Neil Brenner is Professor of Urban Theory and Director of the Urban Theory Lab at the Graduate School of Design, Harvard University.
For further details about current work and recent publications, as well as videos of recent public lectures, please consult the website of the Urban Theory Lab-GSD at: urbantheorylab.net
Prior to his appointment to the GSD, Neil Brenner served as Professor of Sociology and Metropolitan Studies at New York University. He holds a Ph.D. in Political Science from the University of Chicago (1999); an MA in Geography from UCLA (1996); and a BA in Philosophy, Summa Cum Laude, from Yale College (1991).
Brenner's most recent book is the edited volume, Implosions / Explosions: Towards a Study of Planetary Urbanization (Jovis, 2014), which elaborates the conceptual foundations for the ongoing work of the Urban Theory Lab on contemporary forms of urbanization.
Brenner is also the author of New State Spaces: Urban Governance and the Rescaling of Statehood (Oxford University Press, 2004), as well as several edited volumes, including Cities for People, not for Profits: Critical Urban Theory and the Right to the City (co-edited with Peter Marcuse and Margit Mayer; Routledge 2011); Henri Lefebvre, State, Space, World (co-edited with Stuart Elden, co-translated with Gerald Moore and Stuart Elden, University of Minnesota Press, 2009); The Global Cities Reader (co-edited with Roger Keil; Routledge, 2006); Spaces of Neoliberalism: Urban Restructuring in North America and Western Europe (co-edited with Nik Theodore; Blackwell, 2003); and State/Space: A Reader (co-edited with Bob Jessop, Martin Jones and Gordon MacLeod; Blackwell, 2002). He has written many scholarly articles and book chapters on topics related to urban theory, spatial theory, spatialized political economy and method, a number of which have been translated into other languages.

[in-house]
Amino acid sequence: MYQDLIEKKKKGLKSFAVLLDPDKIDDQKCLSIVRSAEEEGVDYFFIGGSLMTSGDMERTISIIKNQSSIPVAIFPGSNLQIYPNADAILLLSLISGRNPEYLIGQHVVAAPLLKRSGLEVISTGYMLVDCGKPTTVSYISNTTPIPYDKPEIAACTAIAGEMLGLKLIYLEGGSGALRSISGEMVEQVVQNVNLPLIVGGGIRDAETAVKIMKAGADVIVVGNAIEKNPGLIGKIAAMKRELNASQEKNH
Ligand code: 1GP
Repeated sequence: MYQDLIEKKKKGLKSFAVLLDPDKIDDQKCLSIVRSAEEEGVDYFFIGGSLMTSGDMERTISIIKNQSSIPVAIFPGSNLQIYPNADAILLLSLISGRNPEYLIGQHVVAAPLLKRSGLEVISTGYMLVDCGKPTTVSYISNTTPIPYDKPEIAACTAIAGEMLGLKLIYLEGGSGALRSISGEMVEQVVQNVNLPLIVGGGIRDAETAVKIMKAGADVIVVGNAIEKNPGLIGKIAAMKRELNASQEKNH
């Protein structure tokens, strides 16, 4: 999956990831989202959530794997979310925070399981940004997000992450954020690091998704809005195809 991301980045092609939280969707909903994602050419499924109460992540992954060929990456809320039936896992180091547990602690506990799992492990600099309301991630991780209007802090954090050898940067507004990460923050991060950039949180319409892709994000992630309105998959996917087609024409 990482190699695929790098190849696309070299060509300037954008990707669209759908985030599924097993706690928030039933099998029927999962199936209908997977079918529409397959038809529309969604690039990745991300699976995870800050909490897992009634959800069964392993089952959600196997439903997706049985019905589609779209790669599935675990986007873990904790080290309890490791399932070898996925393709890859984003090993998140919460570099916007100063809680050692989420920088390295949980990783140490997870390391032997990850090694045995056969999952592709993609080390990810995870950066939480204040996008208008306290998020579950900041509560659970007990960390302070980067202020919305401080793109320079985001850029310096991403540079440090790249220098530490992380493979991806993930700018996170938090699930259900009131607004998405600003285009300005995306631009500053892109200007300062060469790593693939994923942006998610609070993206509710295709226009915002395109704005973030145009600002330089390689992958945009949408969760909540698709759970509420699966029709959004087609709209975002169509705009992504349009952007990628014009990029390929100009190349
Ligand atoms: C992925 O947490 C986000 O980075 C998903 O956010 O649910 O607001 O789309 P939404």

In 2014, Brenner was selected as a Thompson Reuters Highly Cited Researcher (www.highlycited.com). Based on Web of Science data, his scholarly publications were ranked among the top 1% most cited globally in the general social sciences between 2002 and 2012.